How to Create a Bedtime Routine That Promotes Connection and Bonding

This post may contain affiliate links. Full privacy policy and disclosure here.

As my 3 children get older and we go through this bedtime routine, I’ve noticed many gaps in how we connect.

I thought it would be helpful to share some ideas for how to make this time special for you and your child.

Have a discussion before bed

Before bed is a great time to have conversations with your children. Here are some ideas for starting the conversation:

  • Ask them about their day at school, what they did with friends, what they learned about and if anything interesting happened.
  • Ask them what their favorite subject in school is and talk about why it’s so interesting for them (or you).
  • Talk about their favorite sport or playground activity that they like to do after school.

Pray together

There’s something magical about praying together, especially when it comes to bedtime prayers. It’s a bonding opportunity that helps you bond with your child and also gives them a sense of security knowing that God is there with them on their journey through life.

Praying for them can be a great way to discuss what they are grateful for or how they feel about certain things in their lives as well as having transparent conversations about things that may be difficult for them at the moment.

See also: Tips for Choosing the Perfect Children’s Bible

Talk about tomorrow

You can talk about tomorrow in many ways.

  • What will you do together?
  • What did you do today?
  • What are you looking forward to? (If it is something they have been waiting for, like a birthday party)
  • What are your worries about tomorrow? (If, for example, it is a day at school or another kind of first time experience.)

See also: The Best Questions To Ask Kids to Learn More About Them

Share a book

This is the classic way to connect with your child before bedtime. You can either read a book together or you can ask them to read to you. If they are old enough, encourage them to read their favorite story from one of their books or ask them if they would like to read a story from one of yours.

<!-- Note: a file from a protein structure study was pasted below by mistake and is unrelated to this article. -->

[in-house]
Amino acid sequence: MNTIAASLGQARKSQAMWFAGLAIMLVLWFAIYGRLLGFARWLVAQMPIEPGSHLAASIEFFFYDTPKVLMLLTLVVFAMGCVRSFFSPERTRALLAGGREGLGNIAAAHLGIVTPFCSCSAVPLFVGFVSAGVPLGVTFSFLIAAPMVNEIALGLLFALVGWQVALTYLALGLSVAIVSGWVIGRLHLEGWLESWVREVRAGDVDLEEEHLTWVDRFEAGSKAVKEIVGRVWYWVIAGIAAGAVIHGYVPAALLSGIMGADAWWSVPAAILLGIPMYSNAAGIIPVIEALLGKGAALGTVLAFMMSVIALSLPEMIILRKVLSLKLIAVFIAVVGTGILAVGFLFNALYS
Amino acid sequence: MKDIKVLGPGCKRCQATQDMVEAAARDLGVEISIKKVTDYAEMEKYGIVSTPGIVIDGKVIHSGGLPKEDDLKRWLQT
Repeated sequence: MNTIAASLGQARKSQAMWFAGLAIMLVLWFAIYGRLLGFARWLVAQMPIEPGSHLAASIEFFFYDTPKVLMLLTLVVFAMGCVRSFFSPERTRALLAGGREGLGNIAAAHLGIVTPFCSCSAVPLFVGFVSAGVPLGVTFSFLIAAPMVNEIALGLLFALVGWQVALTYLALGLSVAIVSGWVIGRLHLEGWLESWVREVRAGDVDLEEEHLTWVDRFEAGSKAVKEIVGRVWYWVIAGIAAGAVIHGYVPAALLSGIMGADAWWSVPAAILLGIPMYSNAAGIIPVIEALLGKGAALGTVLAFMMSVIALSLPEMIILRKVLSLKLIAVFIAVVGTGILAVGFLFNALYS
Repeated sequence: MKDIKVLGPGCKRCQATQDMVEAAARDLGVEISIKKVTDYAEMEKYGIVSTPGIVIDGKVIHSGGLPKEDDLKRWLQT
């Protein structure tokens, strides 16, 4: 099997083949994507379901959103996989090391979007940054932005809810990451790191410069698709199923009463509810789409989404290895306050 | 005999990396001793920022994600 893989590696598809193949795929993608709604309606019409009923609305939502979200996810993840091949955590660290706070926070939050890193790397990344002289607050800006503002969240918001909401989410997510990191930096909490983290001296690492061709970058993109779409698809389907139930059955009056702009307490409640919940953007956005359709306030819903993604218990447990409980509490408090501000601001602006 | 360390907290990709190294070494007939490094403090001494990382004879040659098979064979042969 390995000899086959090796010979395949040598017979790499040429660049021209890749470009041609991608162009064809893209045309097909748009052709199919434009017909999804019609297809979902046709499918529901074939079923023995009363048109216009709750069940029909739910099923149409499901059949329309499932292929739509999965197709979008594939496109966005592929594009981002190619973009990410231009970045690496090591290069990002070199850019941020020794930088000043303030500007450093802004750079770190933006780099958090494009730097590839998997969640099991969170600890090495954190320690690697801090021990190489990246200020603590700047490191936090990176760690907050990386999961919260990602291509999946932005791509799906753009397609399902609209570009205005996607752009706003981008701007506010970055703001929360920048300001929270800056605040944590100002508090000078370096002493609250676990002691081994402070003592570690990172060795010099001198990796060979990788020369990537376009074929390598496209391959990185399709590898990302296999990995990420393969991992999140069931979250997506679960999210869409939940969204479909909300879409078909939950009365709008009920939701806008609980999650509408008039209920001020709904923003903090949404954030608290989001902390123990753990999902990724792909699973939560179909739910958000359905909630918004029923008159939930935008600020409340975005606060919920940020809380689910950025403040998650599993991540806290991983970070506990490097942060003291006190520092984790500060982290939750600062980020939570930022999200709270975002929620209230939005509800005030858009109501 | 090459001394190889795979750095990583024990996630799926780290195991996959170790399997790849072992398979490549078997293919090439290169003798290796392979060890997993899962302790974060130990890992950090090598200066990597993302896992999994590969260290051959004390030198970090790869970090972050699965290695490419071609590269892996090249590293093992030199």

See also: 12 Books about Kindness that Kids Love

Work on a puzzle

Puzzles are a great way to spend time together as a family. Besides the obvious benefit of spending quality time with your child, they can also help improve their memory and concentration skills. Puzzles can be educational because they teach children how to follow instructions and use logic, which will make them better leaders later in life.

Plus, puzzles are just plain fun! If you don’t own any puzzles yet, look for ones with bright colors or pictures that have animals on them—the more cute animals involved, the better!

Look back on the day

If you have time, it’s nice to look back on the day. It can be easy to get caught up in what’s next, but if you take a moment to reflect on how things are going and why, it will help you make better decisions about priorities.

When you’re talking with your child about their day, it’s important that they know that they’re not just giving information out of obligation—they should also be able to express themselves openly and talk about how they see things as well.

To make them feel comfortable doing so, ask open-ended questions like “What was one thing that happened today?” or “What did we learn today?” and let them speak at length before chiming in yourself. This way, they’ll feel like they’ve been heard while also learning something new from their own experiences!


Connecting with your child before bedtime is a great way to help them relax, but it can also be a bonding experience between you. The key thing is that you make an effort to engage in this time together and that the activities are age-appropriate.

For example, if your child is still very young then reading or singing together may be more appropriate than playing games or doing puzzles. If both parents want to participate in these activities then it’s even better! It’s important for parents not only concern themselves with their own needs but also those of their children so make sure that bedtime doesn’t become another stressful event for both parties involved.

More Like This

You may also like...